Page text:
Rode into the woods of Calder , in which were very fine birch trees and alders, some oak, great broom, and juniper, which gave shelter to the Roes. Deep rocky glens, darkened with trees, bound each side of the wood: one has a great torrent roaring at its distant bottom, called the Brook of Achneem : it well merits the name of Acheron , being a most fit scene for witches to celebrate their nocturnal rites in.


Observed on a pillar of the door of Calder church, a joug , i.e. an iron yoke, or ring, fastened to a chain; which was, in former times, put round the necks of delinquents against the rules of the church, who were left there exposed to shame during the time of divine service; and was also used as a punishment for defamation, small thefts, &c.: but these penalties are now happily abolished. The clergy of Scotland , the most decent and consistent in their conduct of any set of men I ever met with of their order, are at present much changed from the furious, illiterate, and enthusiastic teachers of the old times, and have taken up the mild method of persuasion, instead of the cruel discipline of corporal punishments. Science almost universally flourishes among them; and their discourse is not less improving than the table they entertain the stranger at is decent and hospitable. Few, very few of them, permit the bewitchery of dissipation to lay hold of them, notwithstanding they allow all the innocent pleasures of others, which, though not criminal in the layman, they know, must bring the taint of levity on the churchman. They never fink their characters by midnight brawls, by mixing with the gaming world, either in cards, cocking, or horseraces, but preserve with a narrow income, a dignity too often lost among their brethren south of the Tweed .161


The Scotch livings are from 40 1. per annum to 150 l. per annum ; a decent house is built for the minister on the glebe, and about six acres of land annexed. The church allows no curate, except in case of sickness or age, when one, under the title of helper, is appointed; or, where the livings are very extensive, a missionary, or assistant is allotted; but sine-cures, or sine-cured preferments, never disgrace the church of our sister kingdom. The widows and children are of late provided for out of a fund established by two acts, 17th and 22d G . II.162 This fund, amounting now to 66,000 1. was formed by the contributions of the clergy, whose widows receive annuities from 10 l. to 25 l. according to what their husbands had advanced.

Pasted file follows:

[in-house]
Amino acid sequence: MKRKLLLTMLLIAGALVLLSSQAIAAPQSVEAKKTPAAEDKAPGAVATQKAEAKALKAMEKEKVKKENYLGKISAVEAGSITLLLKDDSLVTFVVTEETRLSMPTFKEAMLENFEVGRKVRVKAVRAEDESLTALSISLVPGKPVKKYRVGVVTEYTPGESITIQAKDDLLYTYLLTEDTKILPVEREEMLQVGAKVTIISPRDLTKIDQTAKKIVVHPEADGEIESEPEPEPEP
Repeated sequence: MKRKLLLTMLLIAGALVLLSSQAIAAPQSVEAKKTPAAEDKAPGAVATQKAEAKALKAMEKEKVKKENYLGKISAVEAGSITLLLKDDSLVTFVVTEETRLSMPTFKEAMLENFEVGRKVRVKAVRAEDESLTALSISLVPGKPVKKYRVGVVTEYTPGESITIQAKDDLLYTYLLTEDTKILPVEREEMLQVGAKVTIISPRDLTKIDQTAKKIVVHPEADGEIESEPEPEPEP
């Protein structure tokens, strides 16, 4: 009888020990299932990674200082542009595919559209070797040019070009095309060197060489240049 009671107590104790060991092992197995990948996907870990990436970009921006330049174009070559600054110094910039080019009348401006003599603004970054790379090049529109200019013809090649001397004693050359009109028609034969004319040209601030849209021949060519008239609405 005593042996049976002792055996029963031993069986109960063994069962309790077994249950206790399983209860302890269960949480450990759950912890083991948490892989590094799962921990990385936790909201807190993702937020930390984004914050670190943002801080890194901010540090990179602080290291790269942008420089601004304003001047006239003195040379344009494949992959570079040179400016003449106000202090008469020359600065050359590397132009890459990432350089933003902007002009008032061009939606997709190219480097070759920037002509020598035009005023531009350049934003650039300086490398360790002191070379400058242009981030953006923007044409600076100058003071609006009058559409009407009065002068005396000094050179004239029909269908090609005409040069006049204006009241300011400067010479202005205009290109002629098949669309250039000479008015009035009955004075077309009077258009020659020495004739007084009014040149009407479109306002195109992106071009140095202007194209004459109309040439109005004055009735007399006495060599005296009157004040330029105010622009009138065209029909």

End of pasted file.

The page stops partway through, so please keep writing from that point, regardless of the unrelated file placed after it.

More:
Cross the Nairn ; the bridge large, but the stream inconsiderable, except in floods. On the West is Kilravoch Castle, and that of Dalcross . Keep due North, along the military road from Perth ; pass along a narrow low piece of land, projecting far into the Firth , called Ardersier , forming a strait scarce a mile over, between this county and that of Cromartie .163 At the end of this point is Fort George , a small but strong and regular fortress, built since 1745, as a place d'armes : it is kept in excellent order, but, by reason of the happy change of the times, seemed almost almost deserted: the barracks are very handsome, and form several regular and good streets.

Lay at Campbeltown , a place consisting of numbers of very mean houses, owing its rise and support to the neighboring fort.


Passed over Culloden Moor , the place that North Britain owes its present prosperity to, by the victory of April 16, 1746. On the side of the Moor , are the great plantations of Culloden House, the seat of the late Duncan Forbes , a warm and active friend to the house of Hanover , who spent great sums in its service, and by his influence, and by his persuasions, diverted numbers from joining in rebellion; at length he met with a cool return, for his attempt to sheath, after victory, the unsatiated sword, But let a veil be flung over a few excesses consequential of a day, productive of so much benefit to the united kingdoms.

The young adventurer lodged here the evening preceding the battle; distracted with the aversion of the common men to discipline, and the dissentions among his officers, even when they were at the brink of destruction, he seemed incapable of acting, could be scarcely persuaded to mount his horse, never came into the action, as might have been expected from a prince who had his last stake to play, but fled ingloriously to the old traitor Lovat ,164 who, I was told, did execrate him to the person who informed him that he was approaching as a fugitive: foreseeing his own ruin as the consequence.165

The Duke of Cumberland , when he found that the barges of the fleet attended near the shore for the safety of his person, in case of a defeat, immediately ordered them away, to convince his men of the resolution he had taken of either conquering or perishing with them.

The battle was fought contrary to the advice of some of the most sensible men in the rebel army, who advised the retiring into the fastnesses beyond the Ness , the breaking down the bridge of Inverness , and defending themselves amidst the mountains. They politically urged that England was engaged in bloody wars foreign and domestic, that it could at that time ill spare its troops; and that the Government might from that consideration, be induced to grant to the insurgents their lives and fortunes, on condition they laid down their arms. They were sensible that their cause was desperate, and that their ally was faithless; yet knew it might be long before they could be entirely subdued; therefore drew hopes from the sad necessity of our affairs at that season: but this rational plan was superseded by the favorite faction in the army, to whose guidance the unfortunate adventurer had resigned himself.